Rod Taylor doesn’t shy away from big ideas.
The 51-year-old dog musher and waste-to-energy proponent announced if he wins the Yukon Party leadership race he would champion connecting Yukon’s energy grid to British Columbia.
“It’s time to be bold,” he said.
That’s one word for it. Others would say presumptuous: the work underway to expand the Mayo hydro-electric facilities is the territory’s biggest-ever infrastructure project. Ottawa contributed $71 million.
Plugging into BC’s grid would be much more pricey: upwards of $1 billion.
But it’s a needed investment that would eventually pay dividends for the territory, said Taylor.
As long as Yukon’s grid is isolated, the territory runs the risk of building new power projects that will become costly liabilities when global commodity prices cool.
Linking to BC would change that, in the short run providing a relatively cheap and clean alternative to burning diesel fuel to power upcoming mines.
In the long run, the Yukon could turn itself into an energy exporter by flooding valleys and building new hydro-electric dams, as well as tapping into alternate energy sources. That would make the territory less dependent on handouts from Ottawa.
Big risk, big potential payback. Sounds a lot like Taylor himself.
He’s won the support of Elaine Taylor (no relation), Yukon’s Environment minister and deputy premier. Scott Kent, a former Liberal cabinet minister, is running Taylor’s campaign.
Taylor promises to broaden the Yukon Party base by luring Liberal voters. “Frankly, I think I’m in the unique position to appeal to people on both sides of the centre.”
The goal? “To keep this economy purring without turning this place into Fort McMurray run amok.”
Still, many wonder what he stands for.
Not long ago, when Taylor ran the Tourism Industry Association of the Yukon, he railed against the Yukon Party government for its foot-dragging on protecting the Peel Watershed.
Today, he says he didn’t understand the planning process when he blasted the government for showing “contempt.”
He’s distanced himself from the association’s position since December, which calls for the Yukon government to protect four-fifths of the Peel.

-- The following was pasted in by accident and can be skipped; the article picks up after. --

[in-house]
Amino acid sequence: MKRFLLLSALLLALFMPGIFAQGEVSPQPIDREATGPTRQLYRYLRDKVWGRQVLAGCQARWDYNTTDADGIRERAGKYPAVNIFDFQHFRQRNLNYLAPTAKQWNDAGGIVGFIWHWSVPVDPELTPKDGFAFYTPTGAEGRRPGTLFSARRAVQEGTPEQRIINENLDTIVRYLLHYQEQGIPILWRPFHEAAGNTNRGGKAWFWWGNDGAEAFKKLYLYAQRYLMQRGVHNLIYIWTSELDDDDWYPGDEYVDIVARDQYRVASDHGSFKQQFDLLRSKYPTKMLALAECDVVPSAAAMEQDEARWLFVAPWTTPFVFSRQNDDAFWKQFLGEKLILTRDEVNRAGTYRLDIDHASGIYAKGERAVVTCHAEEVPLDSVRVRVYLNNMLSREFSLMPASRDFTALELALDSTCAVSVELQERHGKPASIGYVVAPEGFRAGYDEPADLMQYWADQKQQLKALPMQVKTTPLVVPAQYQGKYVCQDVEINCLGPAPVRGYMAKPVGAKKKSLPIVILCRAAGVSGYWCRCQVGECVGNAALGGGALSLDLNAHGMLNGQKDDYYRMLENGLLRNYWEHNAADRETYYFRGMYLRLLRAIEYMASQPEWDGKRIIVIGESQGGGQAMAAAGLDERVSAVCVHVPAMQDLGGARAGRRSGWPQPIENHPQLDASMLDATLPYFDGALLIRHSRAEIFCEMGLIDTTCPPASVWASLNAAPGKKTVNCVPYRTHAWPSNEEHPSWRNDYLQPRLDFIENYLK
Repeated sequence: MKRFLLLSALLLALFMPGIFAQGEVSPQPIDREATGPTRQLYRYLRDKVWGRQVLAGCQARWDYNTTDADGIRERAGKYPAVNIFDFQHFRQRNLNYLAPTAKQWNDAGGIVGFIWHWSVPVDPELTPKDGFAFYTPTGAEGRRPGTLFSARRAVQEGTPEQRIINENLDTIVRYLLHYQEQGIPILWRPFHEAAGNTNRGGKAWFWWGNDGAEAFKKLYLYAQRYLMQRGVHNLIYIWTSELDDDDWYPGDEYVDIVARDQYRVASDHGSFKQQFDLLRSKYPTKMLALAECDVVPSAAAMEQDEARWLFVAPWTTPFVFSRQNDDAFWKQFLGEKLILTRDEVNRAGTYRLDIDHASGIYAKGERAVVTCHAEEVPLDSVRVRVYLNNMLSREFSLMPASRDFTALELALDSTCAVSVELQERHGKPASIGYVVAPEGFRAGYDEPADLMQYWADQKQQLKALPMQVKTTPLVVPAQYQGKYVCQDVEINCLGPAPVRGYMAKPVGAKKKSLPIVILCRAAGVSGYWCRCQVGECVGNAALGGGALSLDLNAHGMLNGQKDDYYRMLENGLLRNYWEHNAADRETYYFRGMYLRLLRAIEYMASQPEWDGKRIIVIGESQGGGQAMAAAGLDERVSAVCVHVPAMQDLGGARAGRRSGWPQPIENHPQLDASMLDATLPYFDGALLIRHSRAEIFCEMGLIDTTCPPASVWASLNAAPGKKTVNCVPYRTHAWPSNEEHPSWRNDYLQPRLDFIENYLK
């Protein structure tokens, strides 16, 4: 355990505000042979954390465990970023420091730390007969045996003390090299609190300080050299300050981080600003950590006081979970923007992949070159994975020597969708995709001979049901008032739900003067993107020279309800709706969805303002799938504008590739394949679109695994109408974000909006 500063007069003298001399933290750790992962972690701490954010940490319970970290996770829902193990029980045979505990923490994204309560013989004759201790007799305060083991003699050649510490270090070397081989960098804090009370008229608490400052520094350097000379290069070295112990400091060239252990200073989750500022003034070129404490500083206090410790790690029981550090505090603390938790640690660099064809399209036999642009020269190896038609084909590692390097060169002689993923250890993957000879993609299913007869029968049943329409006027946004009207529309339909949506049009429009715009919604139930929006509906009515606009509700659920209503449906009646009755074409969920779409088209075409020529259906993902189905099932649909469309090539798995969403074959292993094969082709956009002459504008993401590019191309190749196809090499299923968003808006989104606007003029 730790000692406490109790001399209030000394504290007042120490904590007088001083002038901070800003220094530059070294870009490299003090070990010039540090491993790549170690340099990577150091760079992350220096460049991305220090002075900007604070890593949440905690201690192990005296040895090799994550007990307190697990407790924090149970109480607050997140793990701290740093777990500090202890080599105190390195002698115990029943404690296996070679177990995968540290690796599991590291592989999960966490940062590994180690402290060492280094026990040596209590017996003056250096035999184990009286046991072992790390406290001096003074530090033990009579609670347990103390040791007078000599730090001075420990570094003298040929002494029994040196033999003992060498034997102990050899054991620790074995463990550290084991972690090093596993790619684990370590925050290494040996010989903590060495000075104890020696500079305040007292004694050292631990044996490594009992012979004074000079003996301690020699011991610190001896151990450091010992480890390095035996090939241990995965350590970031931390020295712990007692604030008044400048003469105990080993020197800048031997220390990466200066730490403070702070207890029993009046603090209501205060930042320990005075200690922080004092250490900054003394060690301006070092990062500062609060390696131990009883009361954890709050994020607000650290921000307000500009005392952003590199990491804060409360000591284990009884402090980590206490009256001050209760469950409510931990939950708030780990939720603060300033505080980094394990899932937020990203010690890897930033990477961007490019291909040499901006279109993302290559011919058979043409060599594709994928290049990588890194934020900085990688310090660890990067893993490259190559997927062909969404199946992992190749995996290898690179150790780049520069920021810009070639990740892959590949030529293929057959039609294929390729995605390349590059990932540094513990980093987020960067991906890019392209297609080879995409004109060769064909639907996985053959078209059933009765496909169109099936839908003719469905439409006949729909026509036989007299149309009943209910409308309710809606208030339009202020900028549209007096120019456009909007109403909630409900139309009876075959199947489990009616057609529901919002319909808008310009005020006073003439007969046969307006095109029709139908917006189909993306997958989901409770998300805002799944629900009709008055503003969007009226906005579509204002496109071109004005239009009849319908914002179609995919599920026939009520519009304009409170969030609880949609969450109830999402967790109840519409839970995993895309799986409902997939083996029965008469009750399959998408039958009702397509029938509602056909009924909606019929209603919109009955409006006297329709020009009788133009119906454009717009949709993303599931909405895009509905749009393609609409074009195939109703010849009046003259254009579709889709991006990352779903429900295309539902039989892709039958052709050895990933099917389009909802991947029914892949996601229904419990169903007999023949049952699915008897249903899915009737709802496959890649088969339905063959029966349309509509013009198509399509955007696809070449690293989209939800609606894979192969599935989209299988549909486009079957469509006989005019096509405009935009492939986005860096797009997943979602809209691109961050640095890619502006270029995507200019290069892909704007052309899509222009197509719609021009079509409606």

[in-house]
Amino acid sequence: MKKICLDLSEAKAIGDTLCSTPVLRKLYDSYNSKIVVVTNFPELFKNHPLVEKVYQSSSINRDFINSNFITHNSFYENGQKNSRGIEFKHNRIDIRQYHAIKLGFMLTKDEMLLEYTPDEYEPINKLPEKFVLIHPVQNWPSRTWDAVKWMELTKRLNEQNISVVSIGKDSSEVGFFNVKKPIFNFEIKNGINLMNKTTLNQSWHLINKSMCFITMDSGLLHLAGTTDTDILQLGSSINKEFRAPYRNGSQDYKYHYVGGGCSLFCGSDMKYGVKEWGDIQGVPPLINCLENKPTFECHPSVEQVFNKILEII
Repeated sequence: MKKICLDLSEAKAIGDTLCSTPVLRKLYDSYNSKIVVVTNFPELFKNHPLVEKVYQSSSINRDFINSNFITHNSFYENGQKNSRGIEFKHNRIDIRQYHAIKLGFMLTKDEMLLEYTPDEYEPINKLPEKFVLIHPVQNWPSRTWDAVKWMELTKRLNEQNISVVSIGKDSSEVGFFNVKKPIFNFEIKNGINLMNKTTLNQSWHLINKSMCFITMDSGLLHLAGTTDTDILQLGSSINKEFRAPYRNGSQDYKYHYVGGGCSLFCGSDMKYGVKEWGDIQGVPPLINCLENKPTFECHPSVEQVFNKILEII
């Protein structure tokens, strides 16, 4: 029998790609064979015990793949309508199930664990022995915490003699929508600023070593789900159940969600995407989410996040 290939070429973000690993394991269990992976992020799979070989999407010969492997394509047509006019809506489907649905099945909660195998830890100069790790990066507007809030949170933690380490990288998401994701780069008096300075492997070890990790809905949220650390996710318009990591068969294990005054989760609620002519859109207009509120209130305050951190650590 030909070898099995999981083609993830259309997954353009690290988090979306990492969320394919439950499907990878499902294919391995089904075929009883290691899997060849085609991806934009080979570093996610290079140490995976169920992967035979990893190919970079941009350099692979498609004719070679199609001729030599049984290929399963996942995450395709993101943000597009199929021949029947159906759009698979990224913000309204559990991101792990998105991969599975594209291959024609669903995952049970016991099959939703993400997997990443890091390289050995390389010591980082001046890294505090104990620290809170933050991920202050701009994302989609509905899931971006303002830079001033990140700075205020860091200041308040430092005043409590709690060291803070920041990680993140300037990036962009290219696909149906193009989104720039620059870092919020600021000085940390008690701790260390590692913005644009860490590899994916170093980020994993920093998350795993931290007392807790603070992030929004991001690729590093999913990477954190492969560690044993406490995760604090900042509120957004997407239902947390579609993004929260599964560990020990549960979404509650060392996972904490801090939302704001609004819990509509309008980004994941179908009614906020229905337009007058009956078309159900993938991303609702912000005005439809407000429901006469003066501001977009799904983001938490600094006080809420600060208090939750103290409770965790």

“I didn’t agree with that,” he said. “You don’t take an area the size of Scotland and turn it into a park.”
He’s only firm on protecting the Snake, Bonnet Plume and Wind rivers, which together make up two-fifths of the region.
Why not resign, then? “I wasn’t about to resign because I had one difference with the membership. I believe we can agree to disagree.”
Also, he recently considered running as a Liberal. In the autumn of 2009, Taylor offered to be their candidate, said Jason Cunning, the Liberals’ chief of staff.
But there was a condition.
“He said he wanted to be the leader,” said Cunning. “I said, ‘We have one of those.’”
Taylor insists the Liberals courted him. Eventually, he realized the Yukon Party would be a better fit.
He joined the Yukon Party last month, at its annual meeting. He voted for them in the last two territorial elections, he said.
This leadership bid is not opportunistic, he said. “Clearly, it would of been a lot easier with another party.”
And he’s been called worse. Wade Carrell, president of the Yukon Prospectors Association, has warned Taylor is a conservationist sleeper agent, bent on infiltrating the governing party.
“That’s bollocks,” said Taylor.
So is the claim former Liberal premier Pat Duncan endorsed him. Apparently, this rumour started because of a garbled transcription of a CHON-FM report. It mixed up how Taylor’s campaign manager, Kent, once served under Duncan.
Yukon’s housing shortage is an “enormous issue,” said Taylor. Within 60 days, he would strike a task force of government officials and business representatives to plan a fix. And he’d look for answers Outside, such as schemes aimed at building low-cost housing for young couples unable to buy their first home.
“We can’t just keep our heads in the sand.”
Taylor supports free staking, but he’s willing to consider new rules to curb mining exploration within municipal limits.
He promised to do more to help alcoholics and drug addicts. “The 28-day detox is simply not enough if you don’t have that followup.”
On education, he’d study how Juneau helps struggling young students by putting them in “clusters” that offer support. “They’ve had huge success with that,” said Taylor.
And he’d strike a committee to create an action plan for ATV regulation. “It’s clearly an issue of enough importance to enough Yukoners to warrant that kind of scrutiny.”
He’d open communications channels that are now closed by holding monthly meetings with opposition leaders to discuss how to improve legislative affairs, and with reporters to field questions.
And he would wield less power than the current premier, by handing off the Finance portfolio to one of his cabinet colleagues.
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